Noxitril Warnings

By: Dr. Brian Straub, Pharm.D.

Possible Prescription Drug Interactions and Medical Warnings For Noxitril

Noxitril is a very popular testosterone booster that has been on the market for several years now.

I get a lot of questions regarding whether or not you can take it with various medical conditions and prescription medications.

We’ve partnered with a pharmacist who has answered these questions below.

* Click Here for a full list of potential drug interactions.

Can I take Noxitril if I have high blood pressure?

  • There appear to be no negative interactions with the medications themselves for those with high blood pressure, but some ingredients may lower blood pressure.

    If you are taking blood pressure medications, use caution, as this supplement may also lower blood pressure.

Can I take Noxitril if I have LOW blood pressure?

  • It is advised to avoid this supplement if you have low blood pressure as some of the ingredients may decrease blood pleasure leading to an unsafe drop in blood pressure.

Can I take Noxitril if I have diabetes?

  • Many of the ingredients may lower blood sugar and alter the effects of insulin.

    When adding a new supplement that may lower blood sugar, it is best to monitor your blood sugar daily for the first week.

    If you experience hypoglycemia, stop the supplement and speak with your doctor about possibly altering your regimen.

Are allergic reactions possible with Noxitril?

  • As with all supplements and medications there is the possibility of allergic reactions.

    With this supplement the L-arginine can cause an allergic response or make swelling in the airways worse.

    If you are prone to allergies or asthma use with caution.

Can I take Noxitril with alcohol?

  • As it is best to avoid alcohol when taking supplements, the only known interaction is with the Ginseng.

    Ginseng may increase how fast your body breaks down alcohol.

    Use caution when consuming alcohol.

Can I take Noxitril with Viagra / Cialis?

  • Noxitril may cause a decrease in blood pressure due to the effects of L-arginine.

    This interaction is moderate compared to Hawthorne Berry which is a major interaction.

Can I take if I am taking anti-depressants?

  • Some ingredients in this product may increase nervousness, jitters and possibly induce hypomania in those patients with mental disorders.

    Avoid use of this product if you are taking MAOI’s: phenelzine (Nardil), tranylcypromine (Parnate), and others.

Can I take if I have a bleeding disorder?

  • It is best to avoid this supplement if you are taking blood thinners.

    A few of the ingredients in this product may decrease your body’s clotting ability (thin your blood).

    If you do choose to use this supplement monitor for signs and symptoms in increased bleeding including bruising and bleeding gums.

Can I take with Caffeine or other stimulants?

  • A few of the ingredients in this supplement may stimulate the nervous system.

    Taking in combination with caffeine and other products including pseudoephedrine may increase jitteriness, nervousness, increased heart rate and high blood pressure.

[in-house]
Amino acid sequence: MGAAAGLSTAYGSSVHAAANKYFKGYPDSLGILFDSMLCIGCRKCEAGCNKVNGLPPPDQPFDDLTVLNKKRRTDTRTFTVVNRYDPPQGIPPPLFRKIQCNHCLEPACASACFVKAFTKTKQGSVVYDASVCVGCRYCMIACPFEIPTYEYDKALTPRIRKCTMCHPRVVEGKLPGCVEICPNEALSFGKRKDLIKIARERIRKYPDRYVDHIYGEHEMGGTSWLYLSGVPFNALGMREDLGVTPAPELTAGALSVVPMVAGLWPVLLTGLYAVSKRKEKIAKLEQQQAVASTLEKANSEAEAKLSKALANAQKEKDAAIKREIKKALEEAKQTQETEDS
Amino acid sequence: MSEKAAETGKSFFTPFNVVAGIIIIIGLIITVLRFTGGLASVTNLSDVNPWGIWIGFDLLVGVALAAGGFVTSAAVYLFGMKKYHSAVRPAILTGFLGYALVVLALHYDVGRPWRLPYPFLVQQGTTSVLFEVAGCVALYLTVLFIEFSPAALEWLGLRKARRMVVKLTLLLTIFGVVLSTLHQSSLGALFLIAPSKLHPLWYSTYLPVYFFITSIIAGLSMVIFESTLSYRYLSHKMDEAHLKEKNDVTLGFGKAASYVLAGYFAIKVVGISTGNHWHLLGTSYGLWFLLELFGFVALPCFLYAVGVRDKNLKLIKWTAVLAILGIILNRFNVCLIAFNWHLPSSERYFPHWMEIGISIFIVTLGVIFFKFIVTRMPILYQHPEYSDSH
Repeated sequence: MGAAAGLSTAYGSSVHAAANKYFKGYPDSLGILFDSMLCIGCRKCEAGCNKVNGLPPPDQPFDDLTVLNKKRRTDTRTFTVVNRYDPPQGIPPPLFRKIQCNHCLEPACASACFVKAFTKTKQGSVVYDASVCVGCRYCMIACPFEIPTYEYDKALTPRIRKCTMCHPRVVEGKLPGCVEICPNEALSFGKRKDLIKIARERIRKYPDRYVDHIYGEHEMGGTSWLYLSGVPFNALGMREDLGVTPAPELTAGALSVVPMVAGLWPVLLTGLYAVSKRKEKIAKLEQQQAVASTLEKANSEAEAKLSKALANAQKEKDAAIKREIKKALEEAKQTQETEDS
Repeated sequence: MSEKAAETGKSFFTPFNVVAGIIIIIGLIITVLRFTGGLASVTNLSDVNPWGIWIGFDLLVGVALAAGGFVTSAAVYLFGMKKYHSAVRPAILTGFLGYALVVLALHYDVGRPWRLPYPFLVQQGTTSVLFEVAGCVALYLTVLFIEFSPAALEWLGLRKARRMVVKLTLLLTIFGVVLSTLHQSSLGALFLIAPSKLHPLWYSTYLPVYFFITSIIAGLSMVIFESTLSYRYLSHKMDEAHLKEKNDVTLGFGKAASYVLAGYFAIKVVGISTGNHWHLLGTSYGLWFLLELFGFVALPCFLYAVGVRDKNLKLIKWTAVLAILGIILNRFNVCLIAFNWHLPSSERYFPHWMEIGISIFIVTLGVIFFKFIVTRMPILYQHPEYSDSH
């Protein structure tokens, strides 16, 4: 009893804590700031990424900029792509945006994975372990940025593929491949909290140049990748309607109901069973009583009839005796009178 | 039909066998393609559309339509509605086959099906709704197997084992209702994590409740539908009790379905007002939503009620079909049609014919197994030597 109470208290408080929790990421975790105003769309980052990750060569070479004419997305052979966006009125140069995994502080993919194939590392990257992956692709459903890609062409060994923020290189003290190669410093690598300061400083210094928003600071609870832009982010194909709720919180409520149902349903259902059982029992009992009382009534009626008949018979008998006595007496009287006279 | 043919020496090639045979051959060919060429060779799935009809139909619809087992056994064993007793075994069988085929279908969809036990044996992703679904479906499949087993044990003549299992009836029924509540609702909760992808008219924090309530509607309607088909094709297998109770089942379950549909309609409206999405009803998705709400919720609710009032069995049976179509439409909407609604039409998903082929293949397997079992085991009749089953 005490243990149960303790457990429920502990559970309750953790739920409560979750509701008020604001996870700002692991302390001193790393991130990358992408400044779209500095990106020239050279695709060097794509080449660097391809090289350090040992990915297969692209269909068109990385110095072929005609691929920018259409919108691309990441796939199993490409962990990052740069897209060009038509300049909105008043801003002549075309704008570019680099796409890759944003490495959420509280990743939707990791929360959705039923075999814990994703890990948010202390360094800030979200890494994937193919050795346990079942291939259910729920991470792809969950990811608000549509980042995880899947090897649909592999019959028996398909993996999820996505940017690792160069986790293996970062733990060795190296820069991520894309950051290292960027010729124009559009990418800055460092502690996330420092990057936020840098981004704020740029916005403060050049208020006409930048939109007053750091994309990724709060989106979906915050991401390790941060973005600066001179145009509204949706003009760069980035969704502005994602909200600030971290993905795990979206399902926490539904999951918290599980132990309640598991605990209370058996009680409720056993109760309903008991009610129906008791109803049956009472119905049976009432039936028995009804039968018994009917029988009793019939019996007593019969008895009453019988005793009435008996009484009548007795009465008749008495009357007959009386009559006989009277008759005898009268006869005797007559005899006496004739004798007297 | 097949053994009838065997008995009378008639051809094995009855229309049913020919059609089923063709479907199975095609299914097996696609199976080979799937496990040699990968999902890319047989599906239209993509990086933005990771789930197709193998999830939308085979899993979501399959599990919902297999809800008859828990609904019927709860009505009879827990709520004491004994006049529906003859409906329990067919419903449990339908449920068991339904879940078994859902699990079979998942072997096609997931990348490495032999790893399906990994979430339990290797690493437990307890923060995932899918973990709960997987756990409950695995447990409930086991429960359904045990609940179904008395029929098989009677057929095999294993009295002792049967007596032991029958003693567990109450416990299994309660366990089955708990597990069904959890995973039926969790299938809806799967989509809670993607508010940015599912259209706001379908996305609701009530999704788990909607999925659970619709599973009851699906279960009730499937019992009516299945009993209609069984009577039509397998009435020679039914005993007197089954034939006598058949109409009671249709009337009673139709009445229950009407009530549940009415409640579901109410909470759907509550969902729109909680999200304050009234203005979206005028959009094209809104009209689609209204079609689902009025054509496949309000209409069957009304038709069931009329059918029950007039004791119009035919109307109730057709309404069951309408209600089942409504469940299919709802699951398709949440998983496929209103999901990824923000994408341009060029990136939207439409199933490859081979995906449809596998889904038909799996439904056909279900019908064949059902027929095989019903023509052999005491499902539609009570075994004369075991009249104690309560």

Are there any others medical reasons why I shouldn’t take this supplement?

  • You should stop taking this supplement within two weeks of any surgery.
  • People who have herpes should avoid this supplement as it may aid in the proliferation.
  • If you have Guanidinoacetate methyltransferase deficiency you should avoid this product due to your body’s inability to convert arginine to creatine.
  • If you have kidney problems, it is best to avoid this product as it may increase urine output.

Possible Drug Interactions:

Moderate

  • Blood Thinners and Antiplatelets
    • NSAIDS
      • ibuprofen
      • naproxen
    • Aspirin
    • Coumadin (warfarin)
    • Plavix (clipidogrel)
  • Nitrates
    • Nitrostat
    • Imdur (isosorbide)
  • Mental Health
    • Lithium
    • Zoloft (sertraline)
    • Lexapro (escitalopram) and other SSRI’s
    • phenelzine (Nardil)
    • tranylcypromine (Parnate)
    • and others
  • Sedatives
    • Clonazepam (Klonopin)
    • lorazepam (Ativan)
    • phenobarbital (Donnatal)
    • zolpidem (Ambien)
    • and others
  • Antidiabetic medications
    • glimepiride (Amaryl)
    • glyburide (DiaBeta, Glynase PresTab, Micronase)
    • insulin
    • pioglitazone (Actos)
    • rosiglitazone (Avandia)
    • chlorpropamide (Diabinese)
    • glipizide (Glucotrol)
    • tolbutamide (Orinase)
    • and others
  • Auto-Immune Medications (immunosuppressants for transplant, rheumatoid arthritis, psoriasis, etc.)
    • azathioprine (Imuran)
    • cyclosporine (Neoral, Sandimmune)
    • mycophenolate (CellCept)
    • tacrolimus (Prograf)
    • sirolimus (Rapamune)
    • prednisone (Deltasone, Orasone)
    • corticosteroids (prednisone, etc)
    • and others
  • Medications metabolized by the liver:
    • Liver Enzyme 2D6
      • amitriptyline (Elavil), clozapine (Clozaril), codeine, desipramine (Norpramin), donepezil (Aricept), fentanyl (Duragesic), flecainide (Tambocor), fluoxetine (Prozac), meperidine (Demerol), methadone (Dolophine), metoprolol (Lopressor, Toprol XL), olanzapine (Zyprexa), ondansetron (Zofran), tramadol (Ultram), trazodone (Desyrel), and others.
    • Others
      • Theophyline

References



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Author: Dr. Brian Straub, Pharm.D.

Brian Straub is a medical science liaison and licensed clinical pharmacist. He graduated from the University of Pittsburgh School of Pharmacy in 2011, and is also a registered yoga instructor.